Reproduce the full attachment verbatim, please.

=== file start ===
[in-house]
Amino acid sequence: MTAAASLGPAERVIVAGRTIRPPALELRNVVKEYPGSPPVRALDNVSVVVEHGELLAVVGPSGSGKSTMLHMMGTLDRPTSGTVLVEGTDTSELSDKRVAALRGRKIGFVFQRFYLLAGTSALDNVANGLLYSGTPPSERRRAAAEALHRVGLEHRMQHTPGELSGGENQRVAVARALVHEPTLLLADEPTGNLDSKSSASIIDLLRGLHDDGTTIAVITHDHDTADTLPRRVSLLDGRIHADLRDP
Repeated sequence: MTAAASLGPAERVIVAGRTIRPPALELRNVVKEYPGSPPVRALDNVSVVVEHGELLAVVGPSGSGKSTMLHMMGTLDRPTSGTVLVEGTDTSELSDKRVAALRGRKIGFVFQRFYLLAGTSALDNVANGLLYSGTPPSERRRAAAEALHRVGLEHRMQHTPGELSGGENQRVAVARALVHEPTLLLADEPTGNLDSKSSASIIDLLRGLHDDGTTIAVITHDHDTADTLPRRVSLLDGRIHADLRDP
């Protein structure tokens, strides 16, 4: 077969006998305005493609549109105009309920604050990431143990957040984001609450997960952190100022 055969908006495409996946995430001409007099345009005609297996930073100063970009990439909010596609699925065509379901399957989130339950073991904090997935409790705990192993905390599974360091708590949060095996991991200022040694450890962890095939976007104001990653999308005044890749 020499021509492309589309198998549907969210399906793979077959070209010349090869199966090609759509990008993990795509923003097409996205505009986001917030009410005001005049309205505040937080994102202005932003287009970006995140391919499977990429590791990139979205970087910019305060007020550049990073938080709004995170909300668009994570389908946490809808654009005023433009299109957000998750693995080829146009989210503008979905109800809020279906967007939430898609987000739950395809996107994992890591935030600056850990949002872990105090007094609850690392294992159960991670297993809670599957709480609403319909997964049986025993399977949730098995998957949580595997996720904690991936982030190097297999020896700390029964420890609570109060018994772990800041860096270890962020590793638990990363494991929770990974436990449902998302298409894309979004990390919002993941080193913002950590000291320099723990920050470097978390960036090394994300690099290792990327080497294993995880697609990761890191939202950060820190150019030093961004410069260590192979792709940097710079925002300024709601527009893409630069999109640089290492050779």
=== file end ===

[in-house]
Amino acid sequence: MTAAASLGPAERVIVAGRTIRPPALELRNVVKEYPGSPPVRALDNVSVVVEHGELLAVVGPSGSGKSTMLHMMGTLDRPTSGTVLVEGTDTSELSDKRVAALRGRKIGFVFQRFYLLAGTSALDNVANGLLYSGTPPSERRRAAAEALHRVGLEHRMQHTPGELSGGENQRVAVARALVHEPTLLLADEPTGNLDSKSSASIIDLLRGLHDDGTTIAVITHDHDTADTLPRRVSLLDGRIHADLRDP
Repeated sequence: MTAAASLGPAERVIVAGRTIRPPALELRNVVKEYPGSPPVRALDNVSVVVEHGELLAVVGPSGSGKSTMLHMMGTLDRPTSGTVLVEGTDTSELSDKRVAALRGRKIGFVFQRFYLLAGTSALDNVANGLLYSGTPPSERRRAAAEALHRVGLEHRMQHTPGELSGGENQRVAVARALVHEPTLLLADEPTGNLDSKSSASIIDLLRGLHDDGTTIAVITHDHDTADTLPRRVSLLDGRIHADLRDP
């Protein structure tokens, strides 16, 4: 077969006998305005493609549109105009309920604050990431143990957040984001609450997960952190100022 055969908006495409996946995430001409007099345009005609297996930073100063970009990439909010596609699925065509379901399957989130339950073991904090997935409790705990192993905390599974360091708590949060095996991991200022040694450890962890095939976007104001990653999308005044890749 020499021509492309589309198998549907969210399906793979077959070209010349090869199966090609759509990008993990795509923003097409996205505009986001917030009410005001005049309205505040937080994102202005932003287009970006995140391919499977990429590791990139979205970087910019305060007020550049990073938080709004995170909300668009994570389908946490809808654009005023433009299109957000998750693995080829146009989210503008979905109800809020279906967007939430898609987000739950395809996107994992890591935030600056850990949002872990105090007094609850690392294992159960991670297993809670599957709480609403319909997964049986025993399977949730098995998957949580595997996720904690991936982030190097297999020896700390029964420890609570109060018994772990800041860096270890962020590793638990990363494991929770990974436990449902998302298409894309979004990390919002993941080193913002950590000291320099723990920050470097978390960036090394994300690099290792990327080497294993995880697609990761890191939202950060820190150019030093961004410069260590192979792709940097710079925002300024709601527009893409630069999109640089290492050779």